All thanks to an overzealous immune response and histamines!

Don’t you feel like an expert on histamines now? So you are now asking, what can I do to relieve this whole mishap in the Spring, Summer, and Fall? One word, LOVE! No, just kidding, love cures a lot of things and may help, but lets get real here…

Local Bee Pollen:
Begin taking in January or February, before any plants are Springing back and growing again. It must be local so it contains the pollen that you will be subjected to when the plants get in gear and the wind blows in you the face. Ask around and locate a local bee keeper. Orchards sometimes carry local bee products.

Stinging Nettle for Allergies?
Internally has been used for hundreds of years for painful muscles and joints, eczema, arthritis, gout, and anemia. The tea is a perfect, easy way to take stinging nettle. It’s an herb noted for its anti-histamine effect. An infusion is easy to make. Dr. James Duke recommends nettles for allergies, Alzheimer’s, arthritis, asthma, baldness, bladder infection, bronchitis, bursitis, cough, gingivitis, gout, hives, kidney stones, laryngitis, MS, PMS, enlarged prostate (roots), and tendonitis. The miracle of nettles is provided by readily assimilable  calcium, silica, magnesium, iron, potassium, phosphorus, manganese, iodine, silicon, sulfur, chlorophyll,l tannin, Vitamin C, beta carotene,  B complex vitamins, and amino acids (protein).  Quite a complete list for nutrition I would say!!

Dr. Christopher has a capsule called ImmuCalm.  It contains marshmallow root and astragalus. These two herbs calm the immune system while supporting and strengthening it at the same time, I know it sounds weird, but that’s the way of herbs.  I have used them with great success.  You can order them at http://www.mynaturalmarket.com.

Love life and breathe deep,


Word of the Week

It’s Monday again, and just so you know there are only 13 more Mondays in 2013!!!!  Boy where has the time got to?  Well for today anyway here is a word for your pleasure?… or consideration?… or just because.

ALTERATIVE \ˈȯl-tə-ˌrāt-iv, -rət-\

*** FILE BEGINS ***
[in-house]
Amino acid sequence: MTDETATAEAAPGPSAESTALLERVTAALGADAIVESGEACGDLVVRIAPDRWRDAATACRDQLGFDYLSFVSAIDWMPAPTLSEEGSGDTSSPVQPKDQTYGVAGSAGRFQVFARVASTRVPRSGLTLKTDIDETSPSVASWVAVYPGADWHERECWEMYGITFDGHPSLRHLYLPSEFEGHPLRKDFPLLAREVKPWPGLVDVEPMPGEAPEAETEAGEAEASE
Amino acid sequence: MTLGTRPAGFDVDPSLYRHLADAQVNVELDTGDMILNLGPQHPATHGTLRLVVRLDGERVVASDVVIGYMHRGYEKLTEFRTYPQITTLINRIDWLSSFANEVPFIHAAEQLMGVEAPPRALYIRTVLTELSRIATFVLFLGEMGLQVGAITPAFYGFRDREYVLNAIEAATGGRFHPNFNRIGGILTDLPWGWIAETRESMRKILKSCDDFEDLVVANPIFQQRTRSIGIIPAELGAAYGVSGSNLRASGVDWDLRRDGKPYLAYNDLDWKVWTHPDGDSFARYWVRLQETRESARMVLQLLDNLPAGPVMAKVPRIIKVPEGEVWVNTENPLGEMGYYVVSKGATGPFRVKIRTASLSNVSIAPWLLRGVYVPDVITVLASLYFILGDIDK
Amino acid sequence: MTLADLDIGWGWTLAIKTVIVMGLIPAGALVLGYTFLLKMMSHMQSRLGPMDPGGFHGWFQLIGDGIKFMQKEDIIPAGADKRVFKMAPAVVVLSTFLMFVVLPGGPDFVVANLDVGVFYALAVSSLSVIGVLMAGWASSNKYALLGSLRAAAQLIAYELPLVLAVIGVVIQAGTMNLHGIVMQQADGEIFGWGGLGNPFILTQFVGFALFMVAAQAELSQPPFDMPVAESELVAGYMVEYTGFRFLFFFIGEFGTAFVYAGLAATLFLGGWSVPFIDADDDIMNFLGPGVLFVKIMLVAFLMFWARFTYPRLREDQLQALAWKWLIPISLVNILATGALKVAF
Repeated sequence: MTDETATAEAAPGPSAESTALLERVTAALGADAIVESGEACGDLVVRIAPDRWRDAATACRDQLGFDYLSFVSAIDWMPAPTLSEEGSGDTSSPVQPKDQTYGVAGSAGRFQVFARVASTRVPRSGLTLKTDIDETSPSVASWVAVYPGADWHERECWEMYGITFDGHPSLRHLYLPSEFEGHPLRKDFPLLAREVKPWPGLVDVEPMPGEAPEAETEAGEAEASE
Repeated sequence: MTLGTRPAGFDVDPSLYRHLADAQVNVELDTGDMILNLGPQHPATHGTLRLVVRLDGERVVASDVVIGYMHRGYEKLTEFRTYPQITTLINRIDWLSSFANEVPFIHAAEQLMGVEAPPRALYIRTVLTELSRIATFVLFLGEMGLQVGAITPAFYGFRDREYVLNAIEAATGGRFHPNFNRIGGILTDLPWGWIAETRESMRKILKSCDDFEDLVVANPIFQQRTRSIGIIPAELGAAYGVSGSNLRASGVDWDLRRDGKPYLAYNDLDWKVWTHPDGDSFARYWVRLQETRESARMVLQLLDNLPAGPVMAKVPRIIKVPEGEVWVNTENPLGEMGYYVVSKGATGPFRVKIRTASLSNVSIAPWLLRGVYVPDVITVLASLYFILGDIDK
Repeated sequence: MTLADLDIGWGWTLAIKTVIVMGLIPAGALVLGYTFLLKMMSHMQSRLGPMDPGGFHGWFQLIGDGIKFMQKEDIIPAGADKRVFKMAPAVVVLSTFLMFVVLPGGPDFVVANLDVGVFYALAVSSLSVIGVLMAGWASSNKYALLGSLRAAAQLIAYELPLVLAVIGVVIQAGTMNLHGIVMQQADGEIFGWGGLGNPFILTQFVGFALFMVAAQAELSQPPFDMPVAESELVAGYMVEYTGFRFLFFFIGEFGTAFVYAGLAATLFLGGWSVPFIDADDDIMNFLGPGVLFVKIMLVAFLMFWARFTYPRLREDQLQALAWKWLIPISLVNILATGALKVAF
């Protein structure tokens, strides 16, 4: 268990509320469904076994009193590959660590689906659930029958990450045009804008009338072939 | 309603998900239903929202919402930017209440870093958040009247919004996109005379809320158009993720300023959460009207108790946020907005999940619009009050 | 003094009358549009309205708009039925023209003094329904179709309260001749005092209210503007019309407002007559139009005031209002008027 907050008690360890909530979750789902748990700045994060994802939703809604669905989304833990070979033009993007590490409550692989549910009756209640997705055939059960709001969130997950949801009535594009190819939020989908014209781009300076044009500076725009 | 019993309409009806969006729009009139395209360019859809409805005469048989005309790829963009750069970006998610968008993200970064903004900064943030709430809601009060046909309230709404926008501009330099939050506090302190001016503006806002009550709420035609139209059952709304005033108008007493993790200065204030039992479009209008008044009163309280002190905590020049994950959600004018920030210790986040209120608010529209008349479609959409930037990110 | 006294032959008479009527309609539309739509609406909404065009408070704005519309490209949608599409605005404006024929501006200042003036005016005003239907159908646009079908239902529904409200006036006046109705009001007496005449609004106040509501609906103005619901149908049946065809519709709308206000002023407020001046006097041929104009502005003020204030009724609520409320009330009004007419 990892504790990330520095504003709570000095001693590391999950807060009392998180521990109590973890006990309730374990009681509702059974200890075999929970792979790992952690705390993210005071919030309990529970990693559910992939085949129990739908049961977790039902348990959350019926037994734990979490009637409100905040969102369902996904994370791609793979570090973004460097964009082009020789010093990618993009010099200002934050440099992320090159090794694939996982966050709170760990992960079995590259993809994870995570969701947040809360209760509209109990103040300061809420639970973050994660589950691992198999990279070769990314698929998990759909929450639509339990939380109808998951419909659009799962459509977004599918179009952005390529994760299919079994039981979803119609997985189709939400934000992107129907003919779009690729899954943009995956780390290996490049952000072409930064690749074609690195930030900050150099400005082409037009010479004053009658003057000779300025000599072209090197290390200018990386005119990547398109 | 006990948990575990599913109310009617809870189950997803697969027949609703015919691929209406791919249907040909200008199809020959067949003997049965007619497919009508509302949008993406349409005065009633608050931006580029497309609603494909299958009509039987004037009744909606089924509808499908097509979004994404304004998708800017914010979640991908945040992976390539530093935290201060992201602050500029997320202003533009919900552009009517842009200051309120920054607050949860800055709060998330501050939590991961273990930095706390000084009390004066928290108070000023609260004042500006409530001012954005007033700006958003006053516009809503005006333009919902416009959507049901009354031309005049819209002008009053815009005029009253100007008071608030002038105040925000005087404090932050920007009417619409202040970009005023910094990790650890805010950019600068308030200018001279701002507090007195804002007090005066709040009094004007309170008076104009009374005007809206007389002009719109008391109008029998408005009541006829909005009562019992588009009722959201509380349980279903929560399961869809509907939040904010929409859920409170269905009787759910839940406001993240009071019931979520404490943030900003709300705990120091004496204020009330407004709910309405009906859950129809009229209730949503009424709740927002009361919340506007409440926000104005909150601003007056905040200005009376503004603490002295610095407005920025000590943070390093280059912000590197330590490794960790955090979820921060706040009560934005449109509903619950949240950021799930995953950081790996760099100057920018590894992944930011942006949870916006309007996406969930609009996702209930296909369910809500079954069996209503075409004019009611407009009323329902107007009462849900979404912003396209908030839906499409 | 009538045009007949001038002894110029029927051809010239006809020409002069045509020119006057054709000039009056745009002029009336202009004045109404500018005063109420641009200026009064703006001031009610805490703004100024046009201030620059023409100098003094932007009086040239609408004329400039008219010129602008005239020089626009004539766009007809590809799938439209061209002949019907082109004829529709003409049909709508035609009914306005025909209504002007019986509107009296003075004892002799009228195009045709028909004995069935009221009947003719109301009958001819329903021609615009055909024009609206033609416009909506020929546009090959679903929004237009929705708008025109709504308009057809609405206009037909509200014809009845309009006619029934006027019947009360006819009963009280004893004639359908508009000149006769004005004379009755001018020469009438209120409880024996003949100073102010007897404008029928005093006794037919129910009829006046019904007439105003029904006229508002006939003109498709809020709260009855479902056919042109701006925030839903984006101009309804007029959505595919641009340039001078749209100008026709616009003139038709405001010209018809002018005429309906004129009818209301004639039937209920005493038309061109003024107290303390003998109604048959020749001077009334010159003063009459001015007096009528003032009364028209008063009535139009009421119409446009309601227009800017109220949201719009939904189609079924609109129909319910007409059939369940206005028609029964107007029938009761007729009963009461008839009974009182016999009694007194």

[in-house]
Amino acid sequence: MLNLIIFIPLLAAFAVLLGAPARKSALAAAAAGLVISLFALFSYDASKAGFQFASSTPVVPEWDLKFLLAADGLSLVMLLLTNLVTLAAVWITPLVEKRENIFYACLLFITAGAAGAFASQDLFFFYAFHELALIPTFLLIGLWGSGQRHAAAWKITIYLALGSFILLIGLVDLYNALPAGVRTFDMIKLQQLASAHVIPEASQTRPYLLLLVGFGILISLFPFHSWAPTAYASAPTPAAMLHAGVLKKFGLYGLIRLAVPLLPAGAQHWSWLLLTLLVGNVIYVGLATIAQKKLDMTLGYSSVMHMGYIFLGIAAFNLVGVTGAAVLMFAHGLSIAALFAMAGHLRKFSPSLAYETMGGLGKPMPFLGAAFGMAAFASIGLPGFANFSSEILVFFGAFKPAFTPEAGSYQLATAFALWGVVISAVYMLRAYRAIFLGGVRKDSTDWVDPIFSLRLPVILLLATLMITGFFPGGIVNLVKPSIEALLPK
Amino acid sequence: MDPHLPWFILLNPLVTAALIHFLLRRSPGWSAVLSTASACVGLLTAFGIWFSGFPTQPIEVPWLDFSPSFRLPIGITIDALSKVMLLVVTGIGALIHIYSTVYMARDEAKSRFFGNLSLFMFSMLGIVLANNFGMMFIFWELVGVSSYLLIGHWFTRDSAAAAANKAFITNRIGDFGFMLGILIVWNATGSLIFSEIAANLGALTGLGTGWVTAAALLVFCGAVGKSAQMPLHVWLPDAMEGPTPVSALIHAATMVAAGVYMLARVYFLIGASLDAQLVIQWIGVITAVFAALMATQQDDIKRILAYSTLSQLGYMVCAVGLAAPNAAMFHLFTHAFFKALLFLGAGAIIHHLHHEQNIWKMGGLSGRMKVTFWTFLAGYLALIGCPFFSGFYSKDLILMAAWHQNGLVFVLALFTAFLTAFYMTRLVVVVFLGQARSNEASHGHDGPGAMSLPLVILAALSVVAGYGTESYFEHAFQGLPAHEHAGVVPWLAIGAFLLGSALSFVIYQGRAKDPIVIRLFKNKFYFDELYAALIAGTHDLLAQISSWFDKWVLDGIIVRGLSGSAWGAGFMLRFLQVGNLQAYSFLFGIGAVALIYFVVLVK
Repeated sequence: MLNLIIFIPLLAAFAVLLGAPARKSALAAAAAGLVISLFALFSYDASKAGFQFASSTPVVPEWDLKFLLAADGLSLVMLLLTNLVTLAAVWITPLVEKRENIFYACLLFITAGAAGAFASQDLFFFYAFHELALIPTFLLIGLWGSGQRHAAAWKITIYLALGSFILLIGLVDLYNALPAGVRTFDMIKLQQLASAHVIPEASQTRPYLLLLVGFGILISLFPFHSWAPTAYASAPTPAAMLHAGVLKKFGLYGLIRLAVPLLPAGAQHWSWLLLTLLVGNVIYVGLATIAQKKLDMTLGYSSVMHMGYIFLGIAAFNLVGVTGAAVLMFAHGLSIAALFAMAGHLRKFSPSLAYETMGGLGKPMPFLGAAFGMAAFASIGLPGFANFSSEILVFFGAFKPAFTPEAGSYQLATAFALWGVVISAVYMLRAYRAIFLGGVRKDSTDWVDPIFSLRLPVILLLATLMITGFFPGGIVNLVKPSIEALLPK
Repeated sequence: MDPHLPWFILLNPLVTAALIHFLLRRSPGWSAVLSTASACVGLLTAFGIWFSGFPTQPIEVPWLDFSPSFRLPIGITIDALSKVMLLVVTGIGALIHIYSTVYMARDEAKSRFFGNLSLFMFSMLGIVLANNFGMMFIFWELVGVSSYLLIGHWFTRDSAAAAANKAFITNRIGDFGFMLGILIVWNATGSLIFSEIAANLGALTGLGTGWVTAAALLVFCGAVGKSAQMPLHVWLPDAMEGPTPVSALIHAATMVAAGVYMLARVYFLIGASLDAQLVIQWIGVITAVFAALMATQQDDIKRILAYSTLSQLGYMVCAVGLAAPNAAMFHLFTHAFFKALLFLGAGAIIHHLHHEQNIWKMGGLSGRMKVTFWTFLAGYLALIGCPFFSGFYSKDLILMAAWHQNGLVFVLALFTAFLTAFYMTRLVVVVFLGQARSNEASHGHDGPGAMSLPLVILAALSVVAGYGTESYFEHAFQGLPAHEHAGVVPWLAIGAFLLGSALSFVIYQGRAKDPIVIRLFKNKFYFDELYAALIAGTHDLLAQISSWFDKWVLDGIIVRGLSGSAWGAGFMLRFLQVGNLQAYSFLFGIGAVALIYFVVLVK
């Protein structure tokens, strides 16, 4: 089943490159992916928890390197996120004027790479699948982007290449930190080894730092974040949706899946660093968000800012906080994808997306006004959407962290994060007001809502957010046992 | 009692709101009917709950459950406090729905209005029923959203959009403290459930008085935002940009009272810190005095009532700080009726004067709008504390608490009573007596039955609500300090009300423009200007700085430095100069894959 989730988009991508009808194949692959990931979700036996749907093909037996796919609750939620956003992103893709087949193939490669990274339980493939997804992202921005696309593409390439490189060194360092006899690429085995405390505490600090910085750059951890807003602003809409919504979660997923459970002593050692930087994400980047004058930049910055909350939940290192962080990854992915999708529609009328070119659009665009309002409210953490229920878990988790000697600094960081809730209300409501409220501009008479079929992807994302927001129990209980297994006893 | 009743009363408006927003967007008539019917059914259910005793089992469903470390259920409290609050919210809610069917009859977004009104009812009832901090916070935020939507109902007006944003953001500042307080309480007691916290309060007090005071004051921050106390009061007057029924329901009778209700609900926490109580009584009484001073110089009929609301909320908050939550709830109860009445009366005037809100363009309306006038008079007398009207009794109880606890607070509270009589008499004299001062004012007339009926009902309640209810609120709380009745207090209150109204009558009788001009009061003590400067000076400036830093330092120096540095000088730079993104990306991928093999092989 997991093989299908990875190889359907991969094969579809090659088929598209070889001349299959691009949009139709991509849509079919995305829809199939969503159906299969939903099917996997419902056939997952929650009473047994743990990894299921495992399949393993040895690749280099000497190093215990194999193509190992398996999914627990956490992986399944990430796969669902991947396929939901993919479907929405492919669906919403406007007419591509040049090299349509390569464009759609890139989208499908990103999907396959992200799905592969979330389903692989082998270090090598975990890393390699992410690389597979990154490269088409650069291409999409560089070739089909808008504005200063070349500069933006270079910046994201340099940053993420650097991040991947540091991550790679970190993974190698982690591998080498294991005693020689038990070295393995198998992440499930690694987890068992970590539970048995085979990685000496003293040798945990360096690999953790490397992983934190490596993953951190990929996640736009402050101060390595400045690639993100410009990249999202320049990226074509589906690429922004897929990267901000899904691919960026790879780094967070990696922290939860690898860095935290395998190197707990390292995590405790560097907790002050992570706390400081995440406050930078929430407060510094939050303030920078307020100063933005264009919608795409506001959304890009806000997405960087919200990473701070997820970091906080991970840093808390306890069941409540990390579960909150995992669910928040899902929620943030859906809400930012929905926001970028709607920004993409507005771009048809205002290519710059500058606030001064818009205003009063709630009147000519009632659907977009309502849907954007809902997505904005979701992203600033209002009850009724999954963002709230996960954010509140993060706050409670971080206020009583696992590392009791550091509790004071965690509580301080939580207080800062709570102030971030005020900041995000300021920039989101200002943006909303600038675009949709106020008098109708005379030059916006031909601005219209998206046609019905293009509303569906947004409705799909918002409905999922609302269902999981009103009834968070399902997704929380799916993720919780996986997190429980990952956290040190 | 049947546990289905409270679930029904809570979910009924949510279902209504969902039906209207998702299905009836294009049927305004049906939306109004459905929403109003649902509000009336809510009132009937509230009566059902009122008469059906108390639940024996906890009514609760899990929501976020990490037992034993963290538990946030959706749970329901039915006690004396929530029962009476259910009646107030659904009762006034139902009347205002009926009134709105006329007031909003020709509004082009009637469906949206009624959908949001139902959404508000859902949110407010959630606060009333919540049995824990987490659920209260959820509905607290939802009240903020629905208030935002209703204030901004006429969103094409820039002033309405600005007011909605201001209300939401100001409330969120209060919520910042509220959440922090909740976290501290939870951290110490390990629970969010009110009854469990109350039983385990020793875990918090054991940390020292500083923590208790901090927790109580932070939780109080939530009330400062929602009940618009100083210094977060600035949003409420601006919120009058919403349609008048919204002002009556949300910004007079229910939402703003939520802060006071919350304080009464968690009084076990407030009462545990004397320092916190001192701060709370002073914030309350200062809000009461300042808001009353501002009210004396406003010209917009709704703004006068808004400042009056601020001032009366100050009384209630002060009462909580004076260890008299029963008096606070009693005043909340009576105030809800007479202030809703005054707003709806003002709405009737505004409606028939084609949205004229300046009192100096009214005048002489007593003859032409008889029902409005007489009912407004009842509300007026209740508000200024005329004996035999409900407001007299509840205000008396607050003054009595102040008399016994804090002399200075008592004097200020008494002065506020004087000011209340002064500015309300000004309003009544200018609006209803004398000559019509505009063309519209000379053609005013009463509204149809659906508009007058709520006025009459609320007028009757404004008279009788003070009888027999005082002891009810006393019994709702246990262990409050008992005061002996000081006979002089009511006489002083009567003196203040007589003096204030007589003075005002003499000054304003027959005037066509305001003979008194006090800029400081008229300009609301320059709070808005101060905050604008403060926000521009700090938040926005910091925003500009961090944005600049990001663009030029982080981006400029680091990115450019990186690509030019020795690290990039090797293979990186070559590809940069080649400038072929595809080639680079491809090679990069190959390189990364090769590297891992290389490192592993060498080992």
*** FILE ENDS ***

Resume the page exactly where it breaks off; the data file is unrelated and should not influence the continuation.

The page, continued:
Definition – a tonifying herb that restores proper body function and vitality to the blood by correcting impure conditions and improving its composition.  Essentially meaning an herb that is tonic to the blood.  Sometimes old herbals refer to alteratives and blood “sweeteners” or blood “purifiers”.

Blood is actually a liquid tissue and has specific functions in the body.  So any herb with an alterative action will help correct  and improve the function of the blood itself.  Impurities often occur due to a malfunctioning of the organs of elimination. We have four primary eliminative channels: the bowel, the kidneys, the lungs, and the skin.  Before an herbalist suggests an alterative, they need to know which organs are involved  in causing the constipation of the blood.  Some alteratives are stimulating and toing, and some are relaxing.

Some of the best used alteratives are Echinacea, Burdock root, Chaparral, Garlic, Plantain, Red Clover, Sarsaparilla, Sassafras, Golden Seal, Nettles, and Yellow Dock.

Stinging nettle

Stinging nettle

I have used all of these in herbal tea, capsules, tinctures, and fomentations with excellent success.  Red Clover is a sweet tasting tea and easy to grow and dry for later use.  Employ alteratives for any infection, blood poisoning, animal bites, anemia, ulcers, inflammation, cancers, or malfunctioning organs.

Red clover

Yellow Dock is a super blood builder, and loaded with lots of iron, sometimes as much as 40%!

English: Rumex crispus, Polygonaceae, Curly Do...

English: Rumex crispus, Polygonaceae, Curly Do…
Yellow Dock

Love Life and Breathe Deep, Angela

I did not die, I just took an Extremely long vacation from the computer:)

I know it has been quite a while since I have shared with you all! Life has definitely been happening around this household. My husband quit his sorta secure job to be his own boss, and the most exiting part is that all of our children are employed by the business!! He started a roofing/construction company named, you guessed it – Specker Construction. I have been busy too. In the spring my Dad had bypass surgery, so I was at their home quite a bit helping Mom with whatever needed to be done. Growing a garden and putting up the produce takes massive time slots from ones life. Please don’t show me another tomato or green bean for a while:) Giving classes several times this summer, and I still have one to give this Saturday, has also taken a lot of time. Then more recently, my Dad went back into the hospital, ICU to be exact, for …. well we don’t know what happened to him. Doctors are intelligent people, but what they don’t know is whole lot more than what they do know. So after 7 days, 3 rounds of different antibiotics, being poked dozens of times he was released weaker and more worn out than when he sought their help. I have him taking flax seed oil, spirulina, cayenne, and lots of good food. The physical therapist comes several times a week to walk with him and give him some exercise.

Tomatoes!!This is a 6 foot table!!